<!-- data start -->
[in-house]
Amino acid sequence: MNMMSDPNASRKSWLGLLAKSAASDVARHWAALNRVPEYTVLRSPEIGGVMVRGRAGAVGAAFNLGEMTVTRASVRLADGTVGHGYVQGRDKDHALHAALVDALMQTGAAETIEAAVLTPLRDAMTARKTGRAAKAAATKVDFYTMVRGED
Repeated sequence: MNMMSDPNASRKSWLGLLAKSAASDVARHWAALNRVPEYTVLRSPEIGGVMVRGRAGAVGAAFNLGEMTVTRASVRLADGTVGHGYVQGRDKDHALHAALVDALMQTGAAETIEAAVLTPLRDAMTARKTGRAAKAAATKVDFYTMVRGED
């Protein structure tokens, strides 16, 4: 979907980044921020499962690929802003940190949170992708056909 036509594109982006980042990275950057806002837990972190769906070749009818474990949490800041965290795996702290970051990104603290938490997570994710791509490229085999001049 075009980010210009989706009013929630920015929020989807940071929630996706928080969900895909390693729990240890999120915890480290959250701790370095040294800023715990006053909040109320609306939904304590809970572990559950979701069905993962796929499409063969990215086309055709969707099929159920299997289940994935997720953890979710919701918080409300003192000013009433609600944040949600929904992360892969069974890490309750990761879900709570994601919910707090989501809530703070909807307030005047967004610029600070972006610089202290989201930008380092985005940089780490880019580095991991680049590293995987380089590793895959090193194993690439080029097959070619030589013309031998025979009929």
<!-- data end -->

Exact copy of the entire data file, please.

[in-house]
Amino acid sequence: MNMMSDPNASRKSWLGLLAKSAASDVARHWAALNRVPEYTVLRSPEIGGVMVRGRAGAVGAAFNLGEMTVTRASVRLADGTVGHGYVQGRDKDHALHAALVDALMQTGAAETIEAAVLTPLRDAMTARKTGRAAKAAATKVDFYTMVRGED
Repeated sequence: MNMMSDPNASRKSWLGLLAKSAASDVARHWAALNRVPEYTVLRSPEIGGVMVRGRAGAVGAAFNLGEMTVTRASVRLADGTVGHGYVQGRDKDHALHAALVDALMQTGAAETIEAAVLTPLRDAMTARKTGRAAKAAATKVDFYTMVRGED
């Protein structure tokens, strides 16, 4: 979907980044921020499962690929802003940190949170992708056909 036509594109982006980042990275950057806002837990972190769906070749009818474990949490800041965290795996702290970051990104603290938490997570994710791509490229085999001049 075009980010210009989706009013929630920015929020989807940071929630996706928080969900895909390693729990240890999120915890480290959250701790370095040294800023715990006053909040109320609306939904304590809970572990559950979701069905993962796929499409063969990215086309055709969707099929159920299997289940994935997720953890979710919701918080409300003192000013009433609600944040949600929904992360892969069974890490309750990761879900709570994601919910707090989501809530703070909807307030005047967004610029600070972006610089202290989201930008380092985005940089780490880019580095991991680049590293995987380089590793895959090193194993690439080029097959070619030589013309031998025979009929």